In Jammu, Prisoners Detained for Border Crossing Languish in Jails Despite Completing Their Sentences

29 April 2016
Pakistani army officers (L) greet Indian officers prior to the opening of the fourth crossing point for aid supplies on the Line of Control (LOC) at the Mendhar Nala sector in Tatta Pani
ASIF HASSAN/AFP/Getty Images
Pakistani army officers (L) greet Indian officers prior to the opening of the fourth crossing point for aid supplies on the Line of Control (LOC) at the Mendhar Nala sector in Tatta Pani
ASIF HASSAN/AFP/Getty Images

A very frail figure, draped in a beige shawl in the sweltering heat and sporting an olive green Pakistani salwar, accompanied by a police official, tottered towards a chair in the Amphala prison compound. Mohammad Nazir Rahi, is a supposedly 80-year-old alleged Pakistani national who was an under-trial when I met him at the Amphala jail, in Jammu in August 2015. In the time I spent with him, he spoke incoherently, repeatedly murmuring “Mujhe do rupaye mein bech diya hein”—I have been sold off.

Access to Rahi was not easy. Security in the prisons had tightened following an attack in Udhampur in the Jammu region in which two LeT armed terrorists attacked a Border Security Force (BSF) convoy. My visit was just the day after, and the police authorities in Jammu asked me to hand them my questionnaire. I was told I had to confine myself to the questionnaire or my interview with the prisoners would be terminated. Following this, I had to hand over my notes too for screening. They were only returned to me in November 2015.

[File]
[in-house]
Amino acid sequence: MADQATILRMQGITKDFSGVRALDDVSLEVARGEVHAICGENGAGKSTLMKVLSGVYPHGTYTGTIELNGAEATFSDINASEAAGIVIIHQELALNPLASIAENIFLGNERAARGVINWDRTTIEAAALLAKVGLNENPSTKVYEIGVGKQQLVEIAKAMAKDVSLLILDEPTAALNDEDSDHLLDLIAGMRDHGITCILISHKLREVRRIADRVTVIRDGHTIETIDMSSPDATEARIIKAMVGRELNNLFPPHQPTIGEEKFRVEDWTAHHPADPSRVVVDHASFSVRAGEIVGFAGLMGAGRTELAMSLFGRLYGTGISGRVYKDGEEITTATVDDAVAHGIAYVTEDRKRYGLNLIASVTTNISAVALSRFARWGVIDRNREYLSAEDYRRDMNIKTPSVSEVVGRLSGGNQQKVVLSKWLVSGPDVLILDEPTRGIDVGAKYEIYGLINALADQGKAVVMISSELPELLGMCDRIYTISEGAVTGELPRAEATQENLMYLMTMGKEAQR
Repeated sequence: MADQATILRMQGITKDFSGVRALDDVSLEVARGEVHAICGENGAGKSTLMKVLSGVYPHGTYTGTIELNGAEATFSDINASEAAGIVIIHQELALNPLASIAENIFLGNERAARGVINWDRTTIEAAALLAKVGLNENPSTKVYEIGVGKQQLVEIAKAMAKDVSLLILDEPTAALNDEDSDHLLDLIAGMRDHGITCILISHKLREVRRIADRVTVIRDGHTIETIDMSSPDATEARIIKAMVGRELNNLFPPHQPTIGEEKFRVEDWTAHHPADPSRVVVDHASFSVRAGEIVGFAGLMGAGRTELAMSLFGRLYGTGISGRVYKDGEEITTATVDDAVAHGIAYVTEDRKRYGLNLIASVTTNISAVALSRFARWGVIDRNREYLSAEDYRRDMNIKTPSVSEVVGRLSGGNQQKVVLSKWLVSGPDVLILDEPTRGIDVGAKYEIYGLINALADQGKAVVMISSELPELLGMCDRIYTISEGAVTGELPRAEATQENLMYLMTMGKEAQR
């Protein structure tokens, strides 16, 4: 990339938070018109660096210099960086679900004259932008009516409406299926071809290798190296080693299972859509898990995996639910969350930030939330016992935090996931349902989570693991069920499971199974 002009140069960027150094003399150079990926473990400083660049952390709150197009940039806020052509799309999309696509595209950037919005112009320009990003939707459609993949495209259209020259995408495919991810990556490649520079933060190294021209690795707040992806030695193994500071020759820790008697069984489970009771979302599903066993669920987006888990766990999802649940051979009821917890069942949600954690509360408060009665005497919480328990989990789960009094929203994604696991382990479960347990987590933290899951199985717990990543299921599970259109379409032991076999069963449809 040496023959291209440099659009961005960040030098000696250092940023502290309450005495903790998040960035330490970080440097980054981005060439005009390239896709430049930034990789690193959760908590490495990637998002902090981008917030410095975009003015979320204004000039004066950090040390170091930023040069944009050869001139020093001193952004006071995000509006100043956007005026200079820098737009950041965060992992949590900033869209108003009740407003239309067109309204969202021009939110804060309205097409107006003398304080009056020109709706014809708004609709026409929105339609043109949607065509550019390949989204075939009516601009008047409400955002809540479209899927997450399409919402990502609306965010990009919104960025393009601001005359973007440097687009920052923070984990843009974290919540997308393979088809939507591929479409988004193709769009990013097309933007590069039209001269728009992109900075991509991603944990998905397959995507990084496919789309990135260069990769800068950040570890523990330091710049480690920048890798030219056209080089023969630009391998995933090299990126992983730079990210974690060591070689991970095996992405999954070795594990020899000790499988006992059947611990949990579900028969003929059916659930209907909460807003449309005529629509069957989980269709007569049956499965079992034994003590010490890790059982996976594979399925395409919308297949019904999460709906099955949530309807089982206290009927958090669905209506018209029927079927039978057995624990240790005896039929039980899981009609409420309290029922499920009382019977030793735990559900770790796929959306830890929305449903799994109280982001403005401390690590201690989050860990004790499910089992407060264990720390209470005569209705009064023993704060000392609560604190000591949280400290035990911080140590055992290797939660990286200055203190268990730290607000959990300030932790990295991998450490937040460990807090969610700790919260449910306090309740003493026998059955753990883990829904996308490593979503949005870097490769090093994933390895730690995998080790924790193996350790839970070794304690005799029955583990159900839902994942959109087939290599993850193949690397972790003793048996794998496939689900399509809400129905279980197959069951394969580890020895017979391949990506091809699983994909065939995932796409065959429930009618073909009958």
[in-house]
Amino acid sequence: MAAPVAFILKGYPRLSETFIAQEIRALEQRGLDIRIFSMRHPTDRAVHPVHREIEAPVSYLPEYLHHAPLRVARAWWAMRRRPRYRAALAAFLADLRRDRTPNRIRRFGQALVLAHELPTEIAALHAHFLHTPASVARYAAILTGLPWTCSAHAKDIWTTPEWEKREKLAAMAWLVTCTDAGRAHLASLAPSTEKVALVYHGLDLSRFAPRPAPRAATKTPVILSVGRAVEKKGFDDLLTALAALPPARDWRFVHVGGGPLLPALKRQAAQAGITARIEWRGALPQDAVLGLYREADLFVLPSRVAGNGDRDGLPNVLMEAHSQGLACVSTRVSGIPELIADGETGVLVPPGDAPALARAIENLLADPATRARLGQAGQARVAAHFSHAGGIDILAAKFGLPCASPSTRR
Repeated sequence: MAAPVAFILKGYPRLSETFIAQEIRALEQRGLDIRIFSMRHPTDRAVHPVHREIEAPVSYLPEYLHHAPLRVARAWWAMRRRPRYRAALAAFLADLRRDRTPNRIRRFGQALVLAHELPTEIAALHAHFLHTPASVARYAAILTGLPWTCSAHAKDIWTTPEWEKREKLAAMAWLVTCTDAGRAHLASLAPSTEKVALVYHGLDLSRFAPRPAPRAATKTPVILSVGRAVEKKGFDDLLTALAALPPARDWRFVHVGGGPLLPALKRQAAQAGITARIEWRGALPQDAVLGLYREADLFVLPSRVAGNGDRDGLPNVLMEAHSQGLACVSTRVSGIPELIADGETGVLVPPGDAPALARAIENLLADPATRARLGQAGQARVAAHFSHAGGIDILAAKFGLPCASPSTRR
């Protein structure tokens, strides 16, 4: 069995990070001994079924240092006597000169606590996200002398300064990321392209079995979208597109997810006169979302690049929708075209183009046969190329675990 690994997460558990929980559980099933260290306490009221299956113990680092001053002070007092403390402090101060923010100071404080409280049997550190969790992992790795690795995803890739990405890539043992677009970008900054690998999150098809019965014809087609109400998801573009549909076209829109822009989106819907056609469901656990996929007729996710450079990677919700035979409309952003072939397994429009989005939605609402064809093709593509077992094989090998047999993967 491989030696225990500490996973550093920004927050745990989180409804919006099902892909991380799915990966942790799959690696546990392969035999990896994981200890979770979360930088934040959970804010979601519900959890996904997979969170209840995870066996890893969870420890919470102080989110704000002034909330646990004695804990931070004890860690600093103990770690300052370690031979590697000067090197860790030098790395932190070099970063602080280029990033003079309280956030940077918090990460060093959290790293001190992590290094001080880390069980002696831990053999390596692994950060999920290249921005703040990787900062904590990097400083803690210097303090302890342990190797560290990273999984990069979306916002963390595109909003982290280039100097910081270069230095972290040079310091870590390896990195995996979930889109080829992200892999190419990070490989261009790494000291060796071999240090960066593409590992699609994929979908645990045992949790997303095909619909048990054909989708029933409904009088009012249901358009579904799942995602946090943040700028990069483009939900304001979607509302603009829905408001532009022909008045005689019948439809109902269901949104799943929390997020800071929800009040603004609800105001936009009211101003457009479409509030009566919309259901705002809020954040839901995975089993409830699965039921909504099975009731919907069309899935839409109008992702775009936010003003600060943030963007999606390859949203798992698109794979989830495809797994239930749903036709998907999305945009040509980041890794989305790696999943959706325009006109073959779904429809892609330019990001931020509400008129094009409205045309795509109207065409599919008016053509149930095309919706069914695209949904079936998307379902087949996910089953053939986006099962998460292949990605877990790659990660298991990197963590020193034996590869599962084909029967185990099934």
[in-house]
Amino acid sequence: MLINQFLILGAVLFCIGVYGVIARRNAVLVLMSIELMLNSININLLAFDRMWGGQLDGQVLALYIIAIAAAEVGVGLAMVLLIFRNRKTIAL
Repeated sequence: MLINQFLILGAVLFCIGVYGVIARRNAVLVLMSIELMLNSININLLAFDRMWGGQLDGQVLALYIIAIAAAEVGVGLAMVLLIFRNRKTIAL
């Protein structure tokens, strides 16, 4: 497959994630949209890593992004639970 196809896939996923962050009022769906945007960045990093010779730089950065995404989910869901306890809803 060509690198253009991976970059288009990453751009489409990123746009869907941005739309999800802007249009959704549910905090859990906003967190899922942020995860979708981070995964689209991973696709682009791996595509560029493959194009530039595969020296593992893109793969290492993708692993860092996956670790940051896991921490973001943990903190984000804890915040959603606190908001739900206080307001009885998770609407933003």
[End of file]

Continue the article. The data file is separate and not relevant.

A senior BSF official who asked not to be named, told me that Rahi was apprehended by the BSF on 8 October 2014 at Suchetgarh in Jammu district. At that time, Rahi provided sketchy details to the officials. He told them that on 3 October 2014, he had left Lahore for Sialkot by bus for his medical treatment at a place called Jalal-Hakim. The next day, his daughter and her husband visited him and all three of them stayed there for around four days. Subsequently, his daughter and her husband returned to Lahore while Rahi claimed to have lost his way and reached the India-Pakistan border, inadvertently entering Indian territory.

The BSF contacted the Pakistan Rangers on the day of Rahi’s detention with the aim of handing him over to the authorities in Pakistan. They provided the rangers with a photograph of Rahi and the contact information they had been given by him. However, his antecedents could not be verified. The BSF handed him to the state police on 13 October 2014 at RS Pura in Jammu district, and, after being charged for border crossing, Rahi was subsequently incarcerated.

In 2012, during a bi-annual meeting between the BSF and Pakistan Rangers, both sides discussed the issue of inadvertent crossing of nationals across the borders. I was given access to a file containing the minutes of this meeting. Regarding the “violation of International Border by Pakistan nationals and delay in handing over of border crossers, both sides agreed to ensure timely communication of information about inadvertent crossers.” Both sides further agreed that “efforts should also be made to deter inadvertent crossers before the situation arises for apprehension by the other side.” Despite this, as is evident in the case of Rahi, the provisions of the meeting on inadvertent crossing have not translated into reality.

Meha Dixit has a PhD in International Politics from Jawaharlal Nehru University, has taught at Kashmir University and worked with Amnesty International.

Keywords: Indo-Pak border prison life Jammu
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